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Published on Mar 27, 2012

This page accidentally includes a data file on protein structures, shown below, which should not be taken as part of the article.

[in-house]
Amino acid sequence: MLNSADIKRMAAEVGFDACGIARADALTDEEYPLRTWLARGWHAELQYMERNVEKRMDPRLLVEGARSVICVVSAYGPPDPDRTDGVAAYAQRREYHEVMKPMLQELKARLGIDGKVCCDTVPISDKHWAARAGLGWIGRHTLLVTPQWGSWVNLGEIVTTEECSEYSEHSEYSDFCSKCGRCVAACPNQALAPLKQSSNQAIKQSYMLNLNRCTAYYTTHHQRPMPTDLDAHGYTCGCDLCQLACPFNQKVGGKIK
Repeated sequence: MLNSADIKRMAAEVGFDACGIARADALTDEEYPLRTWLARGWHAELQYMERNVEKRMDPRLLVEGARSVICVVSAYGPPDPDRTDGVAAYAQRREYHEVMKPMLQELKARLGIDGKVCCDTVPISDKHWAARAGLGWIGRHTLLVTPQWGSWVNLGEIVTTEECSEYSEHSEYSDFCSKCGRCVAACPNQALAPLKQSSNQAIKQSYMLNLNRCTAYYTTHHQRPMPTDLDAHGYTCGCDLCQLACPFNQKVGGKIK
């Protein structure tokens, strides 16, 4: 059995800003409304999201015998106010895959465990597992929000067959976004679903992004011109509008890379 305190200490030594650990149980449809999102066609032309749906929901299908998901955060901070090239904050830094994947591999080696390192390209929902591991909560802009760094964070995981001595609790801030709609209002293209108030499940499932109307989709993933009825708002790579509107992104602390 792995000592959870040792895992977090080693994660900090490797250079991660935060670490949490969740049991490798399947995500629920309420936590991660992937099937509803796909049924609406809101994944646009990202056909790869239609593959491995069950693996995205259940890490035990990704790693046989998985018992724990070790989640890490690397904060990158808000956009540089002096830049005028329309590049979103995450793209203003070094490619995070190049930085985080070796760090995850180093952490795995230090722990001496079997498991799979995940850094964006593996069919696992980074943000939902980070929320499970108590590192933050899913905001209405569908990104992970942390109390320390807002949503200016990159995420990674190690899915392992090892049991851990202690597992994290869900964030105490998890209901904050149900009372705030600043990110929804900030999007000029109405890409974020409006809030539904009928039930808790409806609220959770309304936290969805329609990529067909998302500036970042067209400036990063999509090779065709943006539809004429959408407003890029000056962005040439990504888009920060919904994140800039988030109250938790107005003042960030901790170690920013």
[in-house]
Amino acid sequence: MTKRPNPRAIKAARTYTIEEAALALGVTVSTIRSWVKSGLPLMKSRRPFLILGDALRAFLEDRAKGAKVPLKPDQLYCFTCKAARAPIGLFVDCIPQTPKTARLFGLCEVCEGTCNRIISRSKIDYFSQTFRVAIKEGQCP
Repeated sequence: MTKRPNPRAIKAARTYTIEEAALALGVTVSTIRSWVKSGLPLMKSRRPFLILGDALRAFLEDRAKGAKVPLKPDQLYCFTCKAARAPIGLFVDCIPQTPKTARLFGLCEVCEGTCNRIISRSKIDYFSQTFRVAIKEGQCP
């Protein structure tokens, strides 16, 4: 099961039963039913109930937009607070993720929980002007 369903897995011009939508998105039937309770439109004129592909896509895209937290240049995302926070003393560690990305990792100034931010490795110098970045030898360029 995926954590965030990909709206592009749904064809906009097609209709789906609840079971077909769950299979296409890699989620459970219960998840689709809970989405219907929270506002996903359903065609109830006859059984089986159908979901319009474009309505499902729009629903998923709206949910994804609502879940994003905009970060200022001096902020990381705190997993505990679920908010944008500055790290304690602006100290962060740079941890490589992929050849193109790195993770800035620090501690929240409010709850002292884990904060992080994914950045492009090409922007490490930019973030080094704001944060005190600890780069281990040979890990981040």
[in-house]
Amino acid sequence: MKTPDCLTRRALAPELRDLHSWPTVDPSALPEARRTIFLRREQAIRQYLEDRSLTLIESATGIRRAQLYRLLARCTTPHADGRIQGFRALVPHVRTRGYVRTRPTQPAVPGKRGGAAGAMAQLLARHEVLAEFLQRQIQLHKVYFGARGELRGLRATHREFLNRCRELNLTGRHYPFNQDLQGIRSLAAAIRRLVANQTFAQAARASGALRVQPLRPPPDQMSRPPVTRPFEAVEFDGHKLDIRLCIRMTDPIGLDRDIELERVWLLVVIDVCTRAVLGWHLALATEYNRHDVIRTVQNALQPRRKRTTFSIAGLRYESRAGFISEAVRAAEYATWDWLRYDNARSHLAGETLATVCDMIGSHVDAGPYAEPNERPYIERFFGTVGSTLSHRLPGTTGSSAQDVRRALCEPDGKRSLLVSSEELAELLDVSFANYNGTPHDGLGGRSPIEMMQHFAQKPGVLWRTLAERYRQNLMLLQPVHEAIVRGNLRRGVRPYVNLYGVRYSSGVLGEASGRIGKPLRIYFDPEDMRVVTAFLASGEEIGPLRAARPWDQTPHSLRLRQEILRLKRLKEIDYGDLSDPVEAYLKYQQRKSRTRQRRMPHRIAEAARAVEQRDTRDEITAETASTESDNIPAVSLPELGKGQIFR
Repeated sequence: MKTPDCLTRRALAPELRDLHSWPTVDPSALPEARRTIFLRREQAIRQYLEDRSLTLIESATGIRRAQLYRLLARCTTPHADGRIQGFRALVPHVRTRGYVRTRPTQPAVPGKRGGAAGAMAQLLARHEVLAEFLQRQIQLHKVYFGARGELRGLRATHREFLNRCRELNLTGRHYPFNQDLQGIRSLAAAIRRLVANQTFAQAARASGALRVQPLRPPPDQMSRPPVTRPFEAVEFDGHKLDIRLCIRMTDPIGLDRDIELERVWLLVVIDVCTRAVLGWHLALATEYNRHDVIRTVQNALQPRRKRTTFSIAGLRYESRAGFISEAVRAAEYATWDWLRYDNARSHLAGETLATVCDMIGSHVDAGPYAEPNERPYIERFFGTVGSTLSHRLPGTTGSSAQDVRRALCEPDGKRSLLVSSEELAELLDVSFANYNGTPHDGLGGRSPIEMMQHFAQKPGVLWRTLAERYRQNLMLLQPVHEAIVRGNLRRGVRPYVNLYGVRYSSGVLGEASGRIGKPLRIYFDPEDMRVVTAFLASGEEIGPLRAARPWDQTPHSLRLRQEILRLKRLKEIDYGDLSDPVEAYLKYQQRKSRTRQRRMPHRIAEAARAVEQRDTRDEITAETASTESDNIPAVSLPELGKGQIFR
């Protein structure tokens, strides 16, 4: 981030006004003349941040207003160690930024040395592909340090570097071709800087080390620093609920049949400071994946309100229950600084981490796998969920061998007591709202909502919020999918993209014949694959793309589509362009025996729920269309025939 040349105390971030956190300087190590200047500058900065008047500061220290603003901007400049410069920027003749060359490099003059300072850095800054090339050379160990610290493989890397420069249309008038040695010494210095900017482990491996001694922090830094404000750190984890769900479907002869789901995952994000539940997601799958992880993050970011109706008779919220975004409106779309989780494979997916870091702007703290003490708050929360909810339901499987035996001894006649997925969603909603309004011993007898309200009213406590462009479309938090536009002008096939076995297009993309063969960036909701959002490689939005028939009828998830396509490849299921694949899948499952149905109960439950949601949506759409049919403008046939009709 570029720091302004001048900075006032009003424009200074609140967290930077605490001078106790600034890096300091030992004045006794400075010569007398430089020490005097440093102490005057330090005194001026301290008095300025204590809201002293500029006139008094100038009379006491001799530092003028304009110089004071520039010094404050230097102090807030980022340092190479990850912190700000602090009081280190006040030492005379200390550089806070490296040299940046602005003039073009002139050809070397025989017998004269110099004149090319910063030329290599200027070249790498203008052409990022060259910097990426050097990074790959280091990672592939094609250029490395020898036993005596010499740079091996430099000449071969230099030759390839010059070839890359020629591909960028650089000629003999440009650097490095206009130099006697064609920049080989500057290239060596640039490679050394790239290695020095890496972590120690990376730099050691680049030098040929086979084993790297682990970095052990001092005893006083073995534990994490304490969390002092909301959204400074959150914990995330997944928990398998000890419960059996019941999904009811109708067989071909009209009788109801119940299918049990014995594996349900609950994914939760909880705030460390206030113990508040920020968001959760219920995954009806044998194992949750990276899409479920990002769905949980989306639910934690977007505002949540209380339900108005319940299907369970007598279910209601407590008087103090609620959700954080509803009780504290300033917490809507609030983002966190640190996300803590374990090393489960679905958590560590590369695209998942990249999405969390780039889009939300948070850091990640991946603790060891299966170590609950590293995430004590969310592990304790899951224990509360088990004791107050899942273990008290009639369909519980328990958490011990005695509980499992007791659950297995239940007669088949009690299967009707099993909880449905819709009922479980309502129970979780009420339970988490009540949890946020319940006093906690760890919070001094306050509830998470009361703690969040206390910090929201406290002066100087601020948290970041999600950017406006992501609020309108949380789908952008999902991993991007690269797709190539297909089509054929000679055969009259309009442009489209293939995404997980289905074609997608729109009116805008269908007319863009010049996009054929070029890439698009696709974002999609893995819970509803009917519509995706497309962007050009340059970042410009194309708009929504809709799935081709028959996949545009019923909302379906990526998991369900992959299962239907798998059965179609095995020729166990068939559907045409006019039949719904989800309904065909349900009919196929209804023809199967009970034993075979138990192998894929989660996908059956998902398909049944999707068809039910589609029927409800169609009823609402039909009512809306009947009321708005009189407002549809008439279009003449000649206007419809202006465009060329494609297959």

The Night America Trembled 1957 is probably one of the best films I have seen that proves, at least to me, the point that Americans have always been gun happy freaked out paranoid hicks. And that's why I love them, and I love this movie. The Night America Trembled is-as far as I know-the first movie of the events that happened during the radio broadcast of Orson Welles doing H.G. Wells' War of the Worlds on October 30, 1938. (Although not related, on October 28, 1940, Orson Welles met H.G. Wells in San Antonio, Texas; a local radio station KTSA recorded the conversation, which was likely the only meeting between the two) Oddly enough Orson Welles is never actually mentioned by name in this flick. Bad blood from the radio broadcast still I guess. Anyway, Newsman Edward R. Murrow adds modern perspective to '50s audiences about subsequent events that make this Orson Welles production still seem frightening to anyone who didn't hear the beginning of the broadcast having switched from Bergin and McCarthy on NBC. I first saw the remake "The Night that Panicked America" when I was just a little Lush I couldn't believe how realistic it sounded. I thought myself it was a brilliant joke. In this original movie however the director of the radio play and Orson Welles are depicted as two different people when they were actually one and the same. Also, the sound of the Martians' opening their ship was visualized as the sound man manually spinning a bare record turntable when it was actually the opening of a jar. (The remake shows this magnificently) What makes this Version best though are the Westinghouse commercials with John Cameron Swazee for various nuclear products! Also worth mentioning are the early performances of Warren Beatty, Ed Asner, Warren Oates, James Coburn, Vincent Gardenia, and, for Honeymooners fans, Frank Marth and a very young John Astin on the typewriter! This film was (as mentioned) remade in 1975 as The Night That Panicked America which is also a brilliant film.